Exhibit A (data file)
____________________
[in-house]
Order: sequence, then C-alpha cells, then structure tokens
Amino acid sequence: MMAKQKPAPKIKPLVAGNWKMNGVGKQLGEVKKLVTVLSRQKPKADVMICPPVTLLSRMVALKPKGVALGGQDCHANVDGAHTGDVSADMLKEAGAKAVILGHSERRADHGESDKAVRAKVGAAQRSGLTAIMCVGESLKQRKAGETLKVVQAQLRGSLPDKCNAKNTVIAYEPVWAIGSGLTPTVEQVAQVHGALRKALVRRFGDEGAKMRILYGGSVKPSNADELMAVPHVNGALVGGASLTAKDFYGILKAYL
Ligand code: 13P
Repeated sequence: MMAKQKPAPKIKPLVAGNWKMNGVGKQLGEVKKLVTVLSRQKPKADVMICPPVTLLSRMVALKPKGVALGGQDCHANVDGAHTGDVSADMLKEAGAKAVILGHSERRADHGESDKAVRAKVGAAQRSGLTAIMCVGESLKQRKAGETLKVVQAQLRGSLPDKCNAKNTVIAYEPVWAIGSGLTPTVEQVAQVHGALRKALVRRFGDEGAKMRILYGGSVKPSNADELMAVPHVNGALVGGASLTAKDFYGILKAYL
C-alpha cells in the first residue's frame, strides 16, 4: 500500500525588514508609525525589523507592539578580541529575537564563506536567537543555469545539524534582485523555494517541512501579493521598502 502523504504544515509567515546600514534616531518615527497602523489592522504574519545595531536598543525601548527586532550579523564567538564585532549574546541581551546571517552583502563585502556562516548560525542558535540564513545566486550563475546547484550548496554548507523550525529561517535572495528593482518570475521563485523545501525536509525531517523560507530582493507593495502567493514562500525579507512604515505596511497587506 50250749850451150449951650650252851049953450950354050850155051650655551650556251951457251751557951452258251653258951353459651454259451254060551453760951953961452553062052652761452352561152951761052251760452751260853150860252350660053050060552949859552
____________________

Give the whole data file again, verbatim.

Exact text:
[in-house]
Order: sequence, then C-alpha cells, then structure tokens
Amino acid sequence: MMAKQKPAPKIKPLVAGNWKMNGVGKQLGEVKKLVTVLSRQKPKADVMICPPVTLLSRMVALKPKGVALGGQDCHANVDGAHTGDVSADMLKEAGAKAVILGHSERRADHGESDKAVRAKVGAAQRSGLTAIMCVGESLKQRKAGETLKVVQAQLRGSLPDKCNAKNTVIAYEPVWAIGSGLTPTVEQVAQVHGALRKALVRRFGDEGAKMRILYGGSVKPSNADELMAVPHVNGALVGGASLTAKDFYGILKAYL
Ligand code: 13P
Repeated sequence: MMAKQKPAPKIKPLVAGNWKMNGVGKQLGEVKKLVTVLSRQKPKADVMICPPVTLLSRMVALKPKGVALGGQDCHANVDGAHTGDVSADMLKEAGAKAVILGHSERRADHGESDKAVRAKVGAAQRSGLTAIMCVGESLKQRKAGETLKVVQAQLRGSLPDKCNAKNTVIAYEPVWAIGSGLTPTVEQVAQVHGALRKALVRRFGDEGAKMRILYGGSVKPSNADELMAVPHVNGALVGGASLTAKDFYGILKAYL
C-alpha cells in the first residue's frame, strides 16, 4: 500500500525588514508609525525589523507592539578580541529575537564563506536567537543555469545539524534582485523555494517541512501579493521598502 502523504504544515509567515546600514534616531518615527497602523489592522504574519545595531536598543525601548527586532550579523564567538564585532549574546541581551546571517552583502563585502556562516548560525542558535540564513545566486550563475546547484550548496554548507523550525529561517535572495528593482518570475521563485523545501525536509525531517523560507530582493507593495502567493514562500525579507512604515505596511497587506 50250749850451150449951650650252851049953450950354050850155051650655551650556251951457251751557951452258251653258951353459651454259451254060551453760951953961452553062052652761452352561152951761052251760452751260853150860252350660053050060552949859552